MF: That’s really interesting that you had to find success with another band before you realised how important the Gurus were to you.
DF: It wasn’t success, it was actually the working process that had made that change; it was very obvious. When earlier on you’re trying ideas and everyone is putting in ideas and its all good and then at one point there was this thing where you’d try an idea and you wouldn’t need anyone to tell you ‘I don’t like it’ or ‘I do like it’, it would just sound right or it wouldn’t. That was where the band itself was defined, rather than people, this way or that.
MF: It’s that intangible pop aesthetic, huh? You know when you hear a good riff or something, intangibly you know that it’s a good riff and you don’t particularly know why.
DF: Well, that’s a bit different, ‘cause as a writer that’s what I do by myself. When I take it to the rehearsal room I don’t know which ones are going to stand or fall when the band plays them. I might think ‘this is the best song ever written’, which has happened various times over our career, where I’d bring something and think it’s gonna be out next hit single, or whatever, and the band would play it and it just sounds like nothing… there’s nothing to it, it’s stillborn. Other things have come out, that I thought were quite trivial things, that suddenly take a real leap on their own. That’s the magic of the band. In particular, with this latest album, we had probably the most exciting rehearsal period that we ever did as a band. We were just so creative, we picked a number of songs in a very, very, short space of time, and one day in particular that I remember, we actually rehearsed about eight songs that were all keepers, and this never, ever, happened before. You could tell, we weren’t talking about it; we felt the energy or whatever of what was going on between us. We didn’t want the day to end, we were working hard and by the end of it, we were enjoying ourselves so much and doing such great work we just kept going. We finally got one last song, that was kind of like, it was great, and it worked, so we sort of knew, you know what, we shouldn’t push it any further, we’ve taken like the last of our energy reserves out of us creatively, let’s get out of here before we start to regret it. So that’s really one thing I’ll never really forget in my life; that experience, that particular day.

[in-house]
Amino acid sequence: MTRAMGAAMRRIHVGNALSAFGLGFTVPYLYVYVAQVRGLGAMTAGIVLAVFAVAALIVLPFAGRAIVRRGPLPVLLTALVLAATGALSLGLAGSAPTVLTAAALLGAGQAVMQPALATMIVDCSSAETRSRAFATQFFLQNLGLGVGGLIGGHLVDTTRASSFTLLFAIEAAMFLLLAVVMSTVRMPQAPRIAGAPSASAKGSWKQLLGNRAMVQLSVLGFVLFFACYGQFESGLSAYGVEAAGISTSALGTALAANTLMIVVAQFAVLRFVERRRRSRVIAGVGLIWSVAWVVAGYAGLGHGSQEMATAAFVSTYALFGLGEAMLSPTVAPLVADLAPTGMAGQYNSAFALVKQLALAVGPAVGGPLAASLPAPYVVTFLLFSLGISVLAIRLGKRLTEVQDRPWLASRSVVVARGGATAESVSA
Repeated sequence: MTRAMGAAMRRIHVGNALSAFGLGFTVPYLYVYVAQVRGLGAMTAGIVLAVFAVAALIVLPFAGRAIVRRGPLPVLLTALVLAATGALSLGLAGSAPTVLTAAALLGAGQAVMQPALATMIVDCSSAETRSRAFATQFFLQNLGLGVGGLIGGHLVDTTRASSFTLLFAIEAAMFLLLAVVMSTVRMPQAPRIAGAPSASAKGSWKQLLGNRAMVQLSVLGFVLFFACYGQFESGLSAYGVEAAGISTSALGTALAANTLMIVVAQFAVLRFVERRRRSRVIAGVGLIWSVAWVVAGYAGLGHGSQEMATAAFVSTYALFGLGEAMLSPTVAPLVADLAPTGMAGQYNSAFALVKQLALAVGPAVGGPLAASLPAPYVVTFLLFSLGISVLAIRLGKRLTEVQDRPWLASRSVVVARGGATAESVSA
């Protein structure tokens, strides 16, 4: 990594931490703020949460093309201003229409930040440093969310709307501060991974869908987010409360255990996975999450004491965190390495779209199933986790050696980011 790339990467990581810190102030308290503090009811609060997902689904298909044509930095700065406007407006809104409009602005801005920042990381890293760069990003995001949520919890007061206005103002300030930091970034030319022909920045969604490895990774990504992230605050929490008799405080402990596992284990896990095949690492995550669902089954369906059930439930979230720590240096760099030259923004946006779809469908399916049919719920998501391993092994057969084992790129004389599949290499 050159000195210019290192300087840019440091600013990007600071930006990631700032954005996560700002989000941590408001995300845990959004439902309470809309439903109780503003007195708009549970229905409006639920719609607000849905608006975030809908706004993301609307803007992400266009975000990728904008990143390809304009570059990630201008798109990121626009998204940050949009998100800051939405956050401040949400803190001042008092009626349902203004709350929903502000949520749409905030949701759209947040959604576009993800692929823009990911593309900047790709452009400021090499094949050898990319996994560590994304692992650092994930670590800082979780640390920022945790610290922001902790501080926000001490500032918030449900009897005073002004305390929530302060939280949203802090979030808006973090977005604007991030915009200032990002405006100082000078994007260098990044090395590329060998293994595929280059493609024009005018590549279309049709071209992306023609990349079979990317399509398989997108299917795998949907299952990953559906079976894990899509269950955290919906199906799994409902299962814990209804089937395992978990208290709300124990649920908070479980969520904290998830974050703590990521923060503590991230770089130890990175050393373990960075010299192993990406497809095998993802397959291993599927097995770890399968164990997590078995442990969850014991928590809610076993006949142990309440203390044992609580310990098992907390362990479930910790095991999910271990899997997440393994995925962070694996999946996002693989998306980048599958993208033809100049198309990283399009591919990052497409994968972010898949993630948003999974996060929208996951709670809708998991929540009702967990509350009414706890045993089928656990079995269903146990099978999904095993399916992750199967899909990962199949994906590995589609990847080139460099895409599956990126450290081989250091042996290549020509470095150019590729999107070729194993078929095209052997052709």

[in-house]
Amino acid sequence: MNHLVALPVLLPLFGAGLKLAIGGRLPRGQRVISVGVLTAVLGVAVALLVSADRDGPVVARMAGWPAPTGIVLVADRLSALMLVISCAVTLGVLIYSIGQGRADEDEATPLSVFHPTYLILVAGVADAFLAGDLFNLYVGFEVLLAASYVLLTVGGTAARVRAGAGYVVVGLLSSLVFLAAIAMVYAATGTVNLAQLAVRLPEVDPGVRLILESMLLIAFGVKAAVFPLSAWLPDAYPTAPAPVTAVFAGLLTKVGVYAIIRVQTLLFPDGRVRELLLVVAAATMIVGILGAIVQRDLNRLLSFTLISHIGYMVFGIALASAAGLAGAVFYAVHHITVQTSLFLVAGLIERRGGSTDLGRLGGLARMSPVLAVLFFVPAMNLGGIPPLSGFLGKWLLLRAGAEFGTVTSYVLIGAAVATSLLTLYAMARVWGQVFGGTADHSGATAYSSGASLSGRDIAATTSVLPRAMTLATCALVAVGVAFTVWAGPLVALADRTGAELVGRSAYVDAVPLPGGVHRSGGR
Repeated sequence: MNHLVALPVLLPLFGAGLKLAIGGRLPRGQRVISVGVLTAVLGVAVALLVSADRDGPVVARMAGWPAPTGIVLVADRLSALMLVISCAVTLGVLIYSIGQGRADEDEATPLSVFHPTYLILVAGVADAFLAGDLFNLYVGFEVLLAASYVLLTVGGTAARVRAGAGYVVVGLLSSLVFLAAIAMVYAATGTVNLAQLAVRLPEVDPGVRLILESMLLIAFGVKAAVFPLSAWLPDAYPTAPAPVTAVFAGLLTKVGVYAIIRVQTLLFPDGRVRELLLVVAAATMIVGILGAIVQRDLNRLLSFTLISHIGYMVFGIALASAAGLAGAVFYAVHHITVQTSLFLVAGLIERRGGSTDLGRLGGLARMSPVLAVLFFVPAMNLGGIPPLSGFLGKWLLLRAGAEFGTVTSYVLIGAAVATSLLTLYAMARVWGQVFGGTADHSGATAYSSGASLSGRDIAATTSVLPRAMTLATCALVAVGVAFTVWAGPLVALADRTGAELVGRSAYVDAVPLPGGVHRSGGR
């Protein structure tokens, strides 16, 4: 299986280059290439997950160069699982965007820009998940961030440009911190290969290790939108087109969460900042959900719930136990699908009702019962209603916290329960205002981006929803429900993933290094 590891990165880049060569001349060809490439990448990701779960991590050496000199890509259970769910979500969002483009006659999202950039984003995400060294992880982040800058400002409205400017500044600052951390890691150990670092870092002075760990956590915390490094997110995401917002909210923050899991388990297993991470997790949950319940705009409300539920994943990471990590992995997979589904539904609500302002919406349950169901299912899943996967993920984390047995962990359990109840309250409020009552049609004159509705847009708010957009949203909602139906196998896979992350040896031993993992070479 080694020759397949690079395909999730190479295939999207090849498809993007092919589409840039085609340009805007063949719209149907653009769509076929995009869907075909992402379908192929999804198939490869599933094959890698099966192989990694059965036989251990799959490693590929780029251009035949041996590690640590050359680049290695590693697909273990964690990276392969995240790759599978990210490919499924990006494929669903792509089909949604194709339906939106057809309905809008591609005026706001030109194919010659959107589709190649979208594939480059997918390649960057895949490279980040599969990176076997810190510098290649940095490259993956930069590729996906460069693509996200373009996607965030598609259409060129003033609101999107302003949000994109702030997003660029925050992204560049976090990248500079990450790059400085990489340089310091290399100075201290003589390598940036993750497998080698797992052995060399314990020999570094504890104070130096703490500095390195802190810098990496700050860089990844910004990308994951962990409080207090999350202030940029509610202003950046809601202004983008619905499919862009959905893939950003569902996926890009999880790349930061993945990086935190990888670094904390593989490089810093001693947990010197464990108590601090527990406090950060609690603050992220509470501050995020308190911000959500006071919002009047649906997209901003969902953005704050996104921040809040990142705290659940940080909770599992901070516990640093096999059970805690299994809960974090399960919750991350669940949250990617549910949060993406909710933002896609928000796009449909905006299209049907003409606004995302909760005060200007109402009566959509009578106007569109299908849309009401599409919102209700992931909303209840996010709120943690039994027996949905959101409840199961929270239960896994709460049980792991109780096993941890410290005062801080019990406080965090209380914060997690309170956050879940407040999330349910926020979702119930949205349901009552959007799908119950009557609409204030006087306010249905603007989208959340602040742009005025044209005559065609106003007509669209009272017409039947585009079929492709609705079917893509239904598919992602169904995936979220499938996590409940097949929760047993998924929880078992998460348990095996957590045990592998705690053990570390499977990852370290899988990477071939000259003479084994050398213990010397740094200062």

MF: That’s incredible. It’s good to hear you guys have such chemistry together after so long.
DF: Yeah, indeed. It’s remarkable, but I guess it’s what being a Hoodoo Guru is – the band gives out this incredible gift.
MF: Indeed. We have to wrap up, so I’ll have to ask quickly, do you know when the album is going to be coming out?
DF: February or March. It’s being mixed now, everything is kinda ready to go. We’ve just got to give it a mix, round up, and then book some bloody tours and have a go and try to spread the word.
MF: So will you be playing any of the new songs live before the album drops? I know you’re playing A Day in the Park soon.
DF: Yeah, we played at the Apple store the other night, and I think we have put one of those new songs onto the actual iTunes EP, the live EP, but of the ones we’ve played live already, I’m sure we’ll do a few more before the end of the year. We know the fact is we also have a whole back catalogue that is so much a part of what the Gurus are, so we’ll still be doing a lot of those songs for people. It would be quite right to think that the Gurus will play a lot of those songs, because they’re very much a part of our journey.
The Hoodoo Gurus play A Day At The Park this weekend. Their new album will be released soon. Stay tuned to Music Feeds for more info.